Steven Spielberg's 1993 film transforms us all into awed six-year-olds, says Rebecca Hawkes

Is Jurassic Park the scariest, most exciting, most amazing film ever? While the rational answer is no, it probably isn’t, there’s something about Steven Spielberg’s adventure movie – especially, I suspect, for those of us who first saw it as children – that transforms us all into awed six-year-olds.

The film's technically magnificent, still impressive dinosaurs demand the superlatives preferred by children: biggest. Coolest. Scaliest. Sharpest. Hungriest. Pausing to analyse or reflect feels futile; it’s easier to just sit back and let the spectacle swallow you whole.

Laura Dern and Sam Neill tend to a triceratops in Jurassic Park Credit: Everett/Rex

Jurassic Park, in fact, is very much a film about the act of looking. Before we see the Brachiosaurus, we see the expression of wonder on the face of Dr Alan Grant (Sam Neill) as he spots the herd. A frozen stare of horror pre-empts the reveal of a lurking Velociraptor. Because of this, it’s impossible not to be pulled in: we’re looking with the characters, seeing what they see, and trembling as they tremble.

Spielberg (in contrast to Colin Trevorrow, director of the more flamboyant 2015 sequel Jurassic World) also isn’t afraid to take a slow approach. After the dramatic opening shots, the first part of the film is restrained, taking time to craft the plot, teasing the appearance of the first dinosaurs until the audience is practically aching to see them. A similarly effective restraint heralds the arrival of the T-Rex. I suspect I’m not alone in having a love affair with scary films that can be traced back to a quivering glass of water, steady, thumping footsteps and a disappearing goat.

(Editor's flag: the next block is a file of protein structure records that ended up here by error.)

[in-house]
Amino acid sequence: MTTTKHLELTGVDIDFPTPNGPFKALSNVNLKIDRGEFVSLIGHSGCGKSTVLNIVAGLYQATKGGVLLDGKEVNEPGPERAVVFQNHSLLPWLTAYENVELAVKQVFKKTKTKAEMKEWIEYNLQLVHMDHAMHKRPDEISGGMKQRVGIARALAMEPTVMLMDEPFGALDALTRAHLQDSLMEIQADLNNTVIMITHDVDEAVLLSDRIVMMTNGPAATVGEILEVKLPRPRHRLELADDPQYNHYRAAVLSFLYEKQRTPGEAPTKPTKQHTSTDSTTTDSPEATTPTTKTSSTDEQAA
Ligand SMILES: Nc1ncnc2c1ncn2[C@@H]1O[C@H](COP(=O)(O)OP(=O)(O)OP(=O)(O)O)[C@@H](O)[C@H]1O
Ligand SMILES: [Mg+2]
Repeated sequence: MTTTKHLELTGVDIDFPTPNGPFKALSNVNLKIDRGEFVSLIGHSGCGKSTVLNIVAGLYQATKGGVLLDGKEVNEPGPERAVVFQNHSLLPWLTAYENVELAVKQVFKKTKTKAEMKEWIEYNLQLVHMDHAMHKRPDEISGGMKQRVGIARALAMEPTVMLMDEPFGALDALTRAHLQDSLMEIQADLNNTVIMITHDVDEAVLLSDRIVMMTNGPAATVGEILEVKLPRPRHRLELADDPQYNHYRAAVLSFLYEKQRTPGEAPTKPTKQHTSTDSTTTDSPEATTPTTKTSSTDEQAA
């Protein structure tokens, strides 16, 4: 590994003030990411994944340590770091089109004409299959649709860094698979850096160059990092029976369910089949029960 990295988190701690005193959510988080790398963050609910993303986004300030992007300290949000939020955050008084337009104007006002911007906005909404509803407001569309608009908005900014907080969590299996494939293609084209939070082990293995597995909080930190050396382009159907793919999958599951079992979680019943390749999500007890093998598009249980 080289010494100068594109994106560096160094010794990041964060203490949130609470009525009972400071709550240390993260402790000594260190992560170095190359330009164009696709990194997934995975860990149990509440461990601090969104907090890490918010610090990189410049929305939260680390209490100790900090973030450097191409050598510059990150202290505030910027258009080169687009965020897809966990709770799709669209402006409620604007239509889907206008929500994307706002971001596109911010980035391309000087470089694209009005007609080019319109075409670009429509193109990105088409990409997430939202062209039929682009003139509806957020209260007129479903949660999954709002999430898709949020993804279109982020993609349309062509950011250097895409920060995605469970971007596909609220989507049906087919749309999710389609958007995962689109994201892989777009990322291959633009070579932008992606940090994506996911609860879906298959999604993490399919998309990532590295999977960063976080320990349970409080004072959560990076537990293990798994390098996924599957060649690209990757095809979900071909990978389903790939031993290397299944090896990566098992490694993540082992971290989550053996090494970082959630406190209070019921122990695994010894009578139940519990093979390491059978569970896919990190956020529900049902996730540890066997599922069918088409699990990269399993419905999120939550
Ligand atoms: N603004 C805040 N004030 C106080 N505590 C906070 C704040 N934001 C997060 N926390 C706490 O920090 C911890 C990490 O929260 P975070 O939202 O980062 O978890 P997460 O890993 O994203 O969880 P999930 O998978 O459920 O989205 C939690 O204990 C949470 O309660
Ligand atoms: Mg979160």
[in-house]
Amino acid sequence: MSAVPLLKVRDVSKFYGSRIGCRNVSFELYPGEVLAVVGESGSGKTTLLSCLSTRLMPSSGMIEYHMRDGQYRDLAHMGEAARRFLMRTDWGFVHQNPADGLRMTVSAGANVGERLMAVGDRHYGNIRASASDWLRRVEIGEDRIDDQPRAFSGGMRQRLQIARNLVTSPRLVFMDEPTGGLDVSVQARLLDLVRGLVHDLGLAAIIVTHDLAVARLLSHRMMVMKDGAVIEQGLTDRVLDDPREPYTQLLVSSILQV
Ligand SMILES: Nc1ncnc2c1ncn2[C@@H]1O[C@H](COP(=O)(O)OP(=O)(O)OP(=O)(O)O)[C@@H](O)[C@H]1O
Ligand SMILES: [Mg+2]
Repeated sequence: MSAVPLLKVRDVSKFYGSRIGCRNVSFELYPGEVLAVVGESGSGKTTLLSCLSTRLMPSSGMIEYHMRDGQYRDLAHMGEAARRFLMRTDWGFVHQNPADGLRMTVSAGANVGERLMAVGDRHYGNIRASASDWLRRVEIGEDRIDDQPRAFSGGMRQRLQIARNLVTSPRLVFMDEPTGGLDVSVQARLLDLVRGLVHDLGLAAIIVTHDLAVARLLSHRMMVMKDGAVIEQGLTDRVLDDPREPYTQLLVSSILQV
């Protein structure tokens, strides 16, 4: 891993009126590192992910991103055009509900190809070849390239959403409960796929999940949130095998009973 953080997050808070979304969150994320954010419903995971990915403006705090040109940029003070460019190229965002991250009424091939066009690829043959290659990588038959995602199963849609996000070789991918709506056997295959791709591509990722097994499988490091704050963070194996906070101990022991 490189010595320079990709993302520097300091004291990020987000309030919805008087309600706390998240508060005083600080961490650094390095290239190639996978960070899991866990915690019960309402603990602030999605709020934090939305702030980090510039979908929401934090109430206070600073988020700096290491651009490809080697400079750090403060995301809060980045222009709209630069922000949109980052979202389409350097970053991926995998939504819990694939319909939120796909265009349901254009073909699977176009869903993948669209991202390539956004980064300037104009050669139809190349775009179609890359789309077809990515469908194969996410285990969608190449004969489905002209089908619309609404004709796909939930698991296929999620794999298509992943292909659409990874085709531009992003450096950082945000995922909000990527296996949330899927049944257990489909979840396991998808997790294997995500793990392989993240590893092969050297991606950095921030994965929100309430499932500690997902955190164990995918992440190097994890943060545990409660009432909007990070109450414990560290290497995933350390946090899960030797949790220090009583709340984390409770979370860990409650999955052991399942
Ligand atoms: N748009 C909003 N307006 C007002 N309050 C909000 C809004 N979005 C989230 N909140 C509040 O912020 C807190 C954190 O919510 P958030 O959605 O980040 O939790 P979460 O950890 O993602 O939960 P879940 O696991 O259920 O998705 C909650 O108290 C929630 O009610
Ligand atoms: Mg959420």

Credit: Moviestore Collection/Rex Features

Those who sneer at the simplicity of the storyline – a basic “don’t mess with nature” parable, during which Dr Grant discovers his latent ability to act as a father figure – are missing the point. Jurassic Park is all about the big emotions: awe and terror, excitement and wonder. It feels very much like a big-screen film, even when watched on TV – and the 2013 3D release demonstrated that it had lost none of its potential to wow cinema audiences. The visual effects (groundbreaking in their day) still hold up remarkably well, and the performances are timeless.

Richard Attenborough, who died in 2014, will be remembered for many reasons – but, to a certain generation he will always be John Hammond, the man who dreamt of a dinosaur theme park.